Category : News
LONDON (Bloomberg) — For more than a year, the world’s biggest oil companies have been saying that by keeping a tight rein on spending today, they’ll be fortified against the next crude-price collapse. What they didn’t expect was for that caution to pay off so soon.
Oil has entered into a bear market, falling for 12 straight days as of Tuesday. As usual, it’s brought giant oil companies down with it, with shares in both Royal Dutch Shell and BP trading in London dropping to their lowest level since April on Wednesday.
This looks a bit like a repeat of 2014, when crude prices unexpectedly collapsed and stayed low, forcing companies to endure major financial losses. Except, it’s a lot different. The world’s biggest oil companies have undertaken broad efforts to strengthen their balance sheets, in preparation for the next bear market. That work will now be put to the test.
“Higher volatility means they will continue to review if their economics work in a more bearish environment,” said Christyan Malek, head of the European, Middle East and Africa oil and gas research desk at JPMorgan Chase & Co. “It will probably create paralysis around project sanctioning and continued discipline around capex, which is a good thing.”
Company break-even price:
BP $46 CFO Brian Gilvary, Q3 earnings call: “We continue to expect 2018 organic free cash flow break-even to be around $50/bbl. Beyond this, we expect the oil price break-even to steadily reduce to around $35 to $40/bbl by 2021.”
Total $55 CFO Patrick de la Chevardiere, 2018 investor day: “By 2014, we needed a Brent well above $100/bbl to cover capex and dividend. By 2017, we cut that down to about $50/bbl, which is about where we are this year.”
Shell $58 CFO Jessica Uhl, Q3 earnings call: “Vito is a great example of projects at break-even prices below $40. The next suite of projects will continue to have the same level expectations around break-even prices.”
Equinor $48 U.S. country manager Hans Hegge, Q2 earnings call: “We are on track with the break-even of $50.”
Eni $59 CFO Massimo Mondazzi, Q1 earnings call: “What I could say that nowadays, when we decide to take an FID and to commit ourselves for a new project, definitely, our aim is to take our overall cash break-even at $30; even lower than $30.”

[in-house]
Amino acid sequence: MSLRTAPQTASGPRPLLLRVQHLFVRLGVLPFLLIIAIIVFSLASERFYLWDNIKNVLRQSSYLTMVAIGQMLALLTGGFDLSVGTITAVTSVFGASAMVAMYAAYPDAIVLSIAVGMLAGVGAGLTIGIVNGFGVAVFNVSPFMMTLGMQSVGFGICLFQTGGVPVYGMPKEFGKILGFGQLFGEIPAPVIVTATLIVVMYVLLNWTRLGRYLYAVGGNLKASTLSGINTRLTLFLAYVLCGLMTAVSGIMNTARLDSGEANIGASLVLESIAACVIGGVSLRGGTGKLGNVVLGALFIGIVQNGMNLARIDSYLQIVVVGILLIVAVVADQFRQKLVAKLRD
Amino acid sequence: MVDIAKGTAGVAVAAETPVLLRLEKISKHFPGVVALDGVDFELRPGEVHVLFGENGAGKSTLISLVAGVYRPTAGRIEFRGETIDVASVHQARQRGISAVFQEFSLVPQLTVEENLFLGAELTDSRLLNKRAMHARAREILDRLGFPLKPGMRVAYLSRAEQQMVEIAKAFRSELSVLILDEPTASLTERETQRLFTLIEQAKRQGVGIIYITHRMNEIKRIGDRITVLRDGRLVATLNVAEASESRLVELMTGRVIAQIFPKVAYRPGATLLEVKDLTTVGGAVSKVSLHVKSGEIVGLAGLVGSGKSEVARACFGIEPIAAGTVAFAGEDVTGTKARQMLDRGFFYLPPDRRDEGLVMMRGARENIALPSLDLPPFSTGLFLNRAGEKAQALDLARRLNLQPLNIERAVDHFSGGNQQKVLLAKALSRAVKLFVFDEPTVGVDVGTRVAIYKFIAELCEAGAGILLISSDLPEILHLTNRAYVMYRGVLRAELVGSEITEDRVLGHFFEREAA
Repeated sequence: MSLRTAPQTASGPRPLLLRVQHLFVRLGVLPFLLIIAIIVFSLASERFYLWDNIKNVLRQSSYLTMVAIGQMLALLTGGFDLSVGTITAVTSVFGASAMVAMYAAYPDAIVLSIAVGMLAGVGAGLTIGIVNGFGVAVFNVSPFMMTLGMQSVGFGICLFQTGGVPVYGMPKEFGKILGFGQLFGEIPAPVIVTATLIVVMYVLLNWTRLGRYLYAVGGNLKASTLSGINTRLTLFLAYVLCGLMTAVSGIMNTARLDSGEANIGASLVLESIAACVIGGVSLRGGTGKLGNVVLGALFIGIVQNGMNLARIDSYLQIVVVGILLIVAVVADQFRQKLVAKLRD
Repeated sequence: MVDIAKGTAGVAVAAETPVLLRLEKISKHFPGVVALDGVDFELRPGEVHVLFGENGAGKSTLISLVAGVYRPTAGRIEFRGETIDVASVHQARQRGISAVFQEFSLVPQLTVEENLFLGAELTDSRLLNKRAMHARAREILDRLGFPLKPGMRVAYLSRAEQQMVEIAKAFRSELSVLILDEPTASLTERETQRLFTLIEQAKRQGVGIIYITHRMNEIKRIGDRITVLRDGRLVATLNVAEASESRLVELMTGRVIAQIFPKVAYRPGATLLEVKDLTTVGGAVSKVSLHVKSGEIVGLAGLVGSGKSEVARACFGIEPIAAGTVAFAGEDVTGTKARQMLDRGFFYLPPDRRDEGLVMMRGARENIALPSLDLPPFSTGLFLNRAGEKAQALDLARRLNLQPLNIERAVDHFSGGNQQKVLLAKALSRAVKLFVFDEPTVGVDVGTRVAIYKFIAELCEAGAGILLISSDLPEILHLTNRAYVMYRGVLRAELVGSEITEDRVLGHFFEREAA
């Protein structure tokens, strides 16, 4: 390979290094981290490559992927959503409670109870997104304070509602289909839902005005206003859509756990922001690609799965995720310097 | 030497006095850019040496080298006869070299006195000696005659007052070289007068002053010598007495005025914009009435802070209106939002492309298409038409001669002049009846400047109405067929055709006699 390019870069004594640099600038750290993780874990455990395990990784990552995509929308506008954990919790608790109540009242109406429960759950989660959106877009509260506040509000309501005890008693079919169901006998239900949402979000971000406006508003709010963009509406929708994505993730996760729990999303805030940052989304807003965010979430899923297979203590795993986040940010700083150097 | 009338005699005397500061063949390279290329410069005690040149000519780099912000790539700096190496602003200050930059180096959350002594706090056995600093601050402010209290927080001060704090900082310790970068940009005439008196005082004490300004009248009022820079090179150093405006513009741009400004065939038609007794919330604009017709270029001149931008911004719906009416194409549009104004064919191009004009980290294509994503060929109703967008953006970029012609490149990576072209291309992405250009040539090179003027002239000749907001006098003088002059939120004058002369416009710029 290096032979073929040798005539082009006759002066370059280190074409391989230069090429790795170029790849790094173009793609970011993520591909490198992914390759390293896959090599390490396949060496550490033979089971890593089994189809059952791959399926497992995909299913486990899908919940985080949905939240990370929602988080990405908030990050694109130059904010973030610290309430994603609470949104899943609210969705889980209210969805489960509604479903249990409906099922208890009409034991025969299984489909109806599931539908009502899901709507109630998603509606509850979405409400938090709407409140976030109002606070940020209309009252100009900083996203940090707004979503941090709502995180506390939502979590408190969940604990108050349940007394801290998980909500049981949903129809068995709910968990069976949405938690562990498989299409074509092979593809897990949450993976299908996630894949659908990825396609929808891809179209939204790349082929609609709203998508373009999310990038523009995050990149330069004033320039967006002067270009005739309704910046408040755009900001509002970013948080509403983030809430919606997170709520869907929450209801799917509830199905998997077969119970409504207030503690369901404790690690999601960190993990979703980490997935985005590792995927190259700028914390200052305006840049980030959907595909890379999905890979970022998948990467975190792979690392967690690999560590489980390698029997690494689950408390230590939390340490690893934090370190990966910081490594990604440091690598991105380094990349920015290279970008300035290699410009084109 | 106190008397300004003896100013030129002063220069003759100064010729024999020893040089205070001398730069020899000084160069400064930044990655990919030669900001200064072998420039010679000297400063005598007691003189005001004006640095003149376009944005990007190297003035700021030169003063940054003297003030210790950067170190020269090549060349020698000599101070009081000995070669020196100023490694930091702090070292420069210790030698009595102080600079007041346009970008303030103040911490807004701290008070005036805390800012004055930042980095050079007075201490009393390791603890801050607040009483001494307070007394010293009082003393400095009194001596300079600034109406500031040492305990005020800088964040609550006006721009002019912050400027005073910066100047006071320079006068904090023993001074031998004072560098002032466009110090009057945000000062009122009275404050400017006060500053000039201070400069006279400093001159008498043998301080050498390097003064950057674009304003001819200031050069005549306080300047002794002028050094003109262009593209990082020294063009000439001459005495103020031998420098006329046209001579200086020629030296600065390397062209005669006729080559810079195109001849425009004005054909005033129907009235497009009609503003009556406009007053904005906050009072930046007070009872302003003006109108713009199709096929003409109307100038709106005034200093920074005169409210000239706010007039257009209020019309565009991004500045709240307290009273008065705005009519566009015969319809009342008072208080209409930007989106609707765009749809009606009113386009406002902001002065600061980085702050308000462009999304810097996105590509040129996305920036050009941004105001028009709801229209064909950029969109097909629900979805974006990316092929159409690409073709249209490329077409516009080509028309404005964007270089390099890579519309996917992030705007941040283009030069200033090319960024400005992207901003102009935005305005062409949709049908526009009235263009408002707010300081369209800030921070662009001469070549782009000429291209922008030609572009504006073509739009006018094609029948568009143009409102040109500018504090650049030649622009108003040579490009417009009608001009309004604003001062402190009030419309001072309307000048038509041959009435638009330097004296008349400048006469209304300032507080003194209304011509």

Repsol $55 CEO Josu Jon Imaz San Miguel, Q4 2017 earnings call: “We have reduced our group’s free cash flow break-even to around $40/bbl by the end of 2017.”
Source for break-even price: JPMorgan estimates.
The critical number to look at is company break-evens, or where oil prices must be for projects to be profitable. Shell CFO Jessica Uhl said on Nov. 1 that new projects must make money with crude at $40/bbl. BP and Total said their break-evens were about $50/bbl, while the British oil major’s CFO said that could fall to $35 by 2021.
All of those levels are at or well below where Brent is current trading — about $66/bbl. But it also leaves less room to maneuver. Companies need their extra cash flow to cover capital expenditures, reduce debt and reward shareholders for sticking with them through the last downturn.
BP in particular is banking on the extra money it’s pulling in from a crude rally earlier this year. CFO Brian Gilvary said in October that he was so confident in firming oil prices that the company would pay for a $10.5 billion acquisition of shale assets from BHP Billiton entirely in cash. Initially, BP was to pay for half with equity.
Crude prices have dropped more than 13% since he said that on Oct. 30. Earlier this week CEO Bob Dudley said on Bloomberg TV that he still isn’t worried about the purchase or about completing a $5 billion to $6 billion divestment program associated with it. Eni and Total also should stay focused on discipline, according to Malek, because they have “less competitive cash flows.” BP declined to comment. Total and Eni didn’t immediately respond to requests for comment.
Fatih Birol, boss of the International Energy Agency said Tuesday in an interview that things could always turn around, and that there was more volatility in oil prices than he’d ever seen, mostly due to political events in Saudi Arabia, the U.S. and Iran. He warned that short-term moves could mask a potential supply crunch in the 2020s, suggesting oil’s fall may only be a blip.
“At this level we probably should be fine, for now, but the risks are there, absolutely,” said Marija Veitmane, a senior multiasset strategist at State Street Bank & Trust on Bloomberg TV. “I find it quite ironic; it’s probably not longer than a month ago we were talking about oil prices going to $100.”